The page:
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why change the file name extension
- To: srfi-103@xxxxxxxxxxxxxxxxx
- Subject: why change the file name extension
- From: Derick Eddington <derick.eddington@xxxxxxxxx>
- Date: Fri, 25 Dec 2009 17:42:26 -0800
- Cc: goran@xxxxxxxxxxx
- Delivered-to: srfi-103@xxxxxxxxxxxxxxxxx
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Thank you for the feedback.
On Fri, 2009-12-25 at 20:11 +0100, GÃran Weinholt wrote:
> Derick Eddington <derick.eddington@xxxxxxxxx> writes:
> > The new revision of SRFI 103 changes the file name extension for R6RS
> > library files from .sls and .IMPL.sls to .r6rs-lib and .IMPL-r6rs-lib.
> Why did you make this change,
To support multiple Scheme dialects; and to support system-specific
files via a more useful general facility instead of a limited odd one;
and to not encode the #\. character; and to have the R6RS extension name
fit its purpose.
For multiple dialects to use the same "SCHEME"-named environment
variable, they must use different extensions to avoid same-named files
of one dialect shadowing those of another. 
The previous design for system-specific files was odd because it was
limited to extending the file name extension with a system's name and it
did so by using the #\. character which made an extension seem like
nested extensions (like .tar.gz) and which required encoding the #\.
character (to avoid a rare corner case name conflict). A
system-specific extension is not nested extensions, it's not, e.g.,
an .ikarus file format nested in a .sls file format, it's a single
extension and single format. Redesigning to support configurable
extensions (which is a useful addition by itself and is already
supported by some systems but the old design did not support it) and
using it to support system-specific files solves all the above issues --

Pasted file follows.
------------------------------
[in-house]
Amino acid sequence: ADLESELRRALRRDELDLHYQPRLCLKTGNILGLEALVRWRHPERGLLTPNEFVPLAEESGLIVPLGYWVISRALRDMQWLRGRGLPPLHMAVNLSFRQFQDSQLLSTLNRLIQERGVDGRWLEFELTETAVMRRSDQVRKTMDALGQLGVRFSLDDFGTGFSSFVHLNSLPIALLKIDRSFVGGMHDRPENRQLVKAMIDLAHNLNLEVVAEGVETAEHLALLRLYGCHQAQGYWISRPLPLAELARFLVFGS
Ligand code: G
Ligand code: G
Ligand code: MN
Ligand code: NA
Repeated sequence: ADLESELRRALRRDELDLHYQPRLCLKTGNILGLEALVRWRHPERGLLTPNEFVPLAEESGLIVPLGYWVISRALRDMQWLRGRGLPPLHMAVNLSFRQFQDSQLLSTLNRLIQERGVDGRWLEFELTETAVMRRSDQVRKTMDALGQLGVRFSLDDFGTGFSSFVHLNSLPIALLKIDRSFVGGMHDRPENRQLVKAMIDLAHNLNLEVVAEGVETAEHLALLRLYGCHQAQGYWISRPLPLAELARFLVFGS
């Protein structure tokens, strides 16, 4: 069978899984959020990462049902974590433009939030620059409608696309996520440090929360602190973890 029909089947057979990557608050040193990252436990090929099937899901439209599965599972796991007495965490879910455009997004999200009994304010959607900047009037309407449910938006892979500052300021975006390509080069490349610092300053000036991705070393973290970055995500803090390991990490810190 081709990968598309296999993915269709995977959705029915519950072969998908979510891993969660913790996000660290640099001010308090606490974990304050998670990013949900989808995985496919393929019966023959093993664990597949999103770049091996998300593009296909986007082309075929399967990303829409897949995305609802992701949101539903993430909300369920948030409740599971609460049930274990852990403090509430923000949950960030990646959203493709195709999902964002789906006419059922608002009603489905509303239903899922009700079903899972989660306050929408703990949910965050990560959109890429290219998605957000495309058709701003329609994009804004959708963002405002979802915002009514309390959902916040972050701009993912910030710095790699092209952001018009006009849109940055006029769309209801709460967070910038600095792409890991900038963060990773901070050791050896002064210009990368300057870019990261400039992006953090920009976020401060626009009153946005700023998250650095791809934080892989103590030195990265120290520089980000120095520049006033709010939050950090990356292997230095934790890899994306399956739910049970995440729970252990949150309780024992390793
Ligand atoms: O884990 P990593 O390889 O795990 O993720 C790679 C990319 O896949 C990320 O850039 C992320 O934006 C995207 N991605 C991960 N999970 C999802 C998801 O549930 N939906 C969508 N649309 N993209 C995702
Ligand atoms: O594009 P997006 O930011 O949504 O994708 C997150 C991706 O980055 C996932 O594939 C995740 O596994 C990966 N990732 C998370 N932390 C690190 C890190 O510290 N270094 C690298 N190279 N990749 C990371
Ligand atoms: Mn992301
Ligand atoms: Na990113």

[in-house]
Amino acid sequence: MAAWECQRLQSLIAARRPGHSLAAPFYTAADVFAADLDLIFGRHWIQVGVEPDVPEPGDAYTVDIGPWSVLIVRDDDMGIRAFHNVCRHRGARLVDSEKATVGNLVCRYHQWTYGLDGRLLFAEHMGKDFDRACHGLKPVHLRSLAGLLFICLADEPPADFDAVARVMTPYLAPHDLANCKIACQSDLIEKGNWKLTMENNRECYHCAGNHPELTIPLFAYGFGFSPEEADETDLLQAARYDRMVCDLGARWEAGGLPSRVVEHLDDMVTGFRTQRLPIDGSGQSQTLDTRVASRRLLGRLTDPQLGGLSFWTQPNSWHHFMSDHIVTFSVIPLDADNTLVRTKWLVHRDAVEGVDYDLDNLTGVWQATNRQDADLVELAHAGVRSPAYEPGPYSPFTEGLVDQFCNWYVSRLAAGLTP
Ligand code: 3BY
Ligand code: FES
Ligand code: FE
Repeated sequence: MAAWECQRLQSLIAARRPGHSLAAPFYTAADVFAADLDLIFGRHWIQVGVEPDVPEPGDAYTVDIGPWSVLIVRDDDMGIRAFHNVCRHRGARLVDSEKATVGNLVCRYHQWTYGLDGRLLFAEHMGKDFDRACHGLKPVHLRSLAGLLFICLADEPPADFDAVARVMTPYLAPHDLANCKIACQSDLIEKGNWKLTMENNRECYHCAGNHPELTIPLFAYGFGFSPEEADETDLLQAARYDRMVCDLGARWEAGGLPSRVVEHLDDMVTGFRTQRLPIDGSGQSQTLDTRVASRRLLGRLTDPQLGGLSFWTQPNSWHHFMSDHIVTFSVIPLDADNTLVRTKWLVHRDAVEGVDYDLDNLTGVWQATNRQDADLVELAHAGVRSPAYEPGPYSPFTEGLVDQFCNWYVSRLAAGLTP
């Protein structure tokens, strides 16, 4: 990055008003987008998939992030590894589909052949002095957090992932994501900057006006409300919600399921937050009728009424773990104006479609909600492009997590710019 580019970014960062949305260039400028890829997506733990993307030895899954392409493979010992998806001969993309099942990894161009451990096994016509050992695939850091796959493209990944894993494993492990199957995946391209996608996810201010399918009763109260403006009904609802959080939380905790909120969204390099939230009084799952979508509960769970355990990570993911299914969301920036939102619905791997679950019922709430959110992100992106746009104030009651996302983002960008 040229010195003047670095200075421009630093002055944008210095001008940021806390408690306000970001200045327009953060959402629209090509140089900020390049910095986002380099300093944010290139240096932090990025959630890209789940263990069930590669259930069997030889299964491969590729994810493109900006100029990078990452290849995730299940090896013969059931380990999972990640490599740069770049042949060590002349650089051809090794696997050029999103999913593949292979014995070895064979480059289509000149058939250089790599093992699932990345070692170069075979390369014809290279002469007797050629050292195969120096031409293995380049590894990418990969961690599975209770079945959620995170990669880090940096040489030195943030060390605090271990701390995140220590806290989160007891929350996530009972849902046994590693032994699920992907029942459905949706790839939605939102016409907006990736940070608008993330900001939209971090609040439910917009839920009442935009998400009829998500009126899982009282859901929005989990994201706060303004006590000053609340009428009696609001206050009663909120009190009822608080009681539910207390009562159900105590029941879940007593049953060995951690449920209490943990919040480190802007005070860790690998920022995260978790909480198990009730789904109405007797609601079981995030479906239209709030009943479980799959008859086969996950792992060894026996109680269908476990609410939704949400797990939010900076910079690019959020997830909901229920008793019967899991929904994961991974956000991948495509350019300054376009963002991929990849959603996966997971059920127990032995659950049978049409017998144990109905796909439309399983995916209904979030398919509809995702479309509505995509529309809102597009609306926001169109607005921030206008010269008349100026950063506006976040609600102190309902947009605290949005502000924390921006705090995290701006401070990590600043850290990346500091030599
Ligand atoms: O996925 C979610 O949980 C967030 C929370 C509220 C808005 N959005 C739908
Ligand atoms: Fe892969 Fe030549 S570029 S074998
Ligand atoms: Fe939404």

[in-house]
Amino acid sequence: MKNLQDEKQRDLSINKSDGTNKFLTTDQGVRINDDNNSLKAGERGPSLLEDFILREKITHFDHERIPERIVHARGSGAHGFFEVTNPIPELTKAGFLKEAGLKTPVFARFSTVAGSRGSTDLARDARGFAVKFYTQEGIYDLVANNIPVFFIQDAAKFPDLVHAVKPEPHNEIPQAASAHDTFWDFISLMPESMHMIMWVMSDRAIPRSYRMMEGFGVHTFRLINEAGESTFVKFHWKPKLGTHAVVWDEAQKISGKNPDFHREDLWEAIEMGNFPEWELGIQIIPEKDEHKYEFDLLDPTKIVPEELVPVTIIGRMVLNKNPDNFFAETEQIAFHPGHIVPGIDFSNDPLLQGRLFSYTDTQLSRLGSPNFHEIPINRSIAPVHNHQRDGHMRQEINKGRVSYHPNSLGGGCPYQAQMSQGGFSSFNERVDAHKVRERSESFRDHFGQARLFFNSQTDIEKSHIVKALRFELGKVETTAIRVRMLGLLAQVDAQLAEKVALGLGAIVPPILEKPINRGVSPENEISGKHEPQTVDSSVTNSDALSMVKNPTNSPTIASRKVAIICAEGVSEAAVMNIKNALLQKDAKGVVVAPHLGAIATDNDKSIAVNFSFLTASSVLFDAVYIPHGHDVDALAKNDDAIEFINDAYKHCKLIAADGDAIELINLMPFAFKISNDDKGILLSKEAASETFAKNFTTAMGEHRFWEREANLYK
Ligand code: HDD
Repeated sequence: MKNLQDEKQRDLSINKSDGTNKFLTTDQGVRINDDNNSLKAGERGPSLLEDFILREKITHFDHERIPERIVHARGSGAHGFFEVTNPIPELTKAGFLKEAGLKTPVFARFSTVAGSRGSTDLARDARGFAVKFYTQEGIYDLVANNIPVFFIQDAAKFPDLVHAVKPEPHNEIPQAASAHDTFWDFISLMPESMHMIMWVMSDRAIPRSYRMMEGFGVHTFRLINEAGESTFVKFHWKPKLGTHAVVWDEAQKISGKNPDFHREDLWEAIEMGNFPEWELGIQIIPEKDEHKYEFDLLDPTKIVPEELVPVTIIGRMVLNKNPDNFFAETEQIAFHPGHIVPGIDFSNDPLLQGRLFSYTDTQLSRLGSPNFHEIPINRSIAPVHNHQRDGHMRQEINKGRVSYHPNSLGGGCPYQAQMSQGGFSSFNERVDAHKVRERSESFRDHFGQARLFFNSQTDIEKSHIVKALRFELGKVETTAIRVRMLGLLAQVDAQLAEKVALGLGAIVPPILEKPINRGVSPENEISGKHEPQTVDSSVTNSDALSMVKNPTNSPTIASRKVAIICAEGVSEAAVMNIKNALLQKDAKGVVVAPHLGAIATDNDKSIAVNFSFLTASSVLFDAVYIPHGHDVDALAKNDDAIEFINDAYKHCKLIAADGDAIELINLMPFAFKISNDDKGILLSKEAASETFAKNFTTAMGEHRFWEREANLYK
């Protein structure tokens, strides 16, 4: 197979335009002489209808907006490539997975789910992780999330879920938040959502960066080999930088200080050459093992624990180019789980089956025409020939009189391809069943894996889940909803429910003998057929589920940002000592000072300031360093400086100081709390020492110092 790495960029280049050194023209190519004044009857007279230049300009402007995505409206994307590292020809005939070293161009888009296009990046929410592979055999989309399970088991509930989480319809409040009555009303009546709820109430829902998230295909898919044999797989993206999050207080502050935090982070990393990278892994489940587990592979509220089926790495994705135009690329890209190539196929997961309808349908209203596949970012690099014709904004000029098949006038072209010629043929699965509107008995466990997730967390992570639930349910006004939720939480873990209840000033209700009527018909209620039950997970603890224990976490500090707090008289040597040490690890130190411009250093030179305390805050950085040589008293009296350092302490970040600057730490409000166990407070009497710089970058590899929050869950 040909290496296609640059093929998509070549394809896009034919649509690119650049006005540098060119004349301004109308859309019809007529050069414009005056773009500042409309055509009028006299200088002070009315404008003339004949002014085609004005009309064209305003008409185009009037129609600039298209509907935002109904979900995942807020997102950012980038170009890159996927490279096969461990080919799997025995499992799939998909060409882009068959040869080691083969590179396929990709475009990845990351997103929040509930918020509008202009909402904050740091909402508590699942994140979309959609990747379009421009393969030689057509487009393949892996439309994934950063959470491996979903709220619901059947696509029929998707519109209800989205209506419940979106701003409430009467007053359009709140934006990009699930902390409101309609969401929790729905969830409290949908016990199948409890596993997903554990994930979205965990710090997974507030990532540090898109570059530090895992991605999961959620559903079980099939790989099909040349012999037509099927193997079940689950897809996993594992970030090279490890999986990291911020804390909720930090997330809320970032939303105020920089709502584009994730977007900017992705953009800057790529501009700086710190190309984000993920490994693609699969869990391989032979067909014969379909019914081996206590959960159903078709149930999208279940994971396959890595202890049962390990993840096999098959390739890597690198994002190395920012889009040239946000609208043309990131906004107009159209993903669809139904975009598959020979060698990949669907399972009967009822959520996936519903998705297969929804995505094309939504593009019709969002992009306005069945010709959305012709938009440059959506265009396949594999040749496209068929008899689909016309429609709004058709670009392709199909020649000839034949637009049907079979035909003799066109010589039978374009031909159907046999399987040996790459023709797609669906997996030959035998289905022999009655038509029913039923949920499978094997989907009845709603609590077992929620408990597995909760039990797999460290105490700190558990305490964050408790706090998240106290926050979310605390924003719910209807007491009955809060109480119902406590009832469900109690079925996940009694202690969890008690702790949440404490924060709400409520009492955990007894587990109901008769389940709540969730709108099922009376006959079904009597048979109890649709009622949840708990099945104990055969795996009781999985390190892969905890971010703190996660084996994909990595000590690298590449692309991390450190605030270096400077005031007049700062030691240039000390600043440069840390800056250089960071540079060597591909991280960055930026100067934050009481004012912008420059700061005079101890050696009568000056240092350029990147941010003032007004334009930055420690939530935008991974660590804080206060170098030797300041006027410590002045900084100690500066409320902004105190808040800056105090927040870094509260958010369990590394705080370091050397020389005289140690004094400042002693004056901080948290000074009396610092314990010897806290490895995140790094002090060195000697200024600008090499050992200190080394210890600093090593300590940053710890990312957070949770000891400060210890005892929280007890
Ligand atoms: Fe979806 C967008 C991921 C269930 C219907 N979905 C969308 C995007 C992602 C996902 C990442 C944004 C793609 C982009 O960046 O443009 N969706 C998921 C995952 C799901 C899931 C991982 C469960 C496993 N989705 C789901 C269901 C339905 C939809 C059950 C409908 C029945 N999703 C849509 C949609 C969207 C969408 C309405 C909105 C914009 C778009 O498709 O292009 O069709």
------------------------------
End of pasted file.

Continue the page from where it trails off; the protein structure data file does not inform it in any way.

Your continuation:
a general-purpose facility is used, the #\. character is freed from
encoding, and system-specific extensions have the form of a single
.sls isn't good because it's too vague and susceptible to conflict with
some other organizations' desire to use it. "S.L.S." meant "Scheme
library source", but that's too vague because the extension needs to
describe what file format and Scheme dialect because the nature of
Scheme is multiple dialects and formats. I think I'm the person who
popularized .sls, and I did so because I want an extension which
describes the format/type of a file, but .sls fails to adequately do
that so I redesigned to have an extension which does.
> and does it mean that I'll be discouraged
> From keeping my filenames as they are?
Yes. That's one of the reasons why I made the renaming utility program.
Files with .IMPL.sls extensions are no longer usable with SRFI 103
because they contain the #\. character. Files with .sls extension are
still usable if you set the SCHEME_LIB_EXT environment variable to
I acknowledge this change is an inconvenience (but the renaming program
lessens it). I think the new design is significantly better. I want
this SRFI to support multiple dialects and to be useful for at least the
next 15 years. I don't think avoiding the one-time inconvenience of
file renaming is worth not having the better design.
I just used the renaming program on your Industria collection. I
started from nothing and followed the instructions at  and it took me
15 minutes (I also modified the renaming program to do .sps
to .r6rs-prog and then ran your tests). (You can use the renamed files
with a Scheme system supporting SRFI 103 such as my .)
Merry solstice and praise the sun by feeding reindeer psychotropic
red-and-white mushrooms and then consuming their urine :-)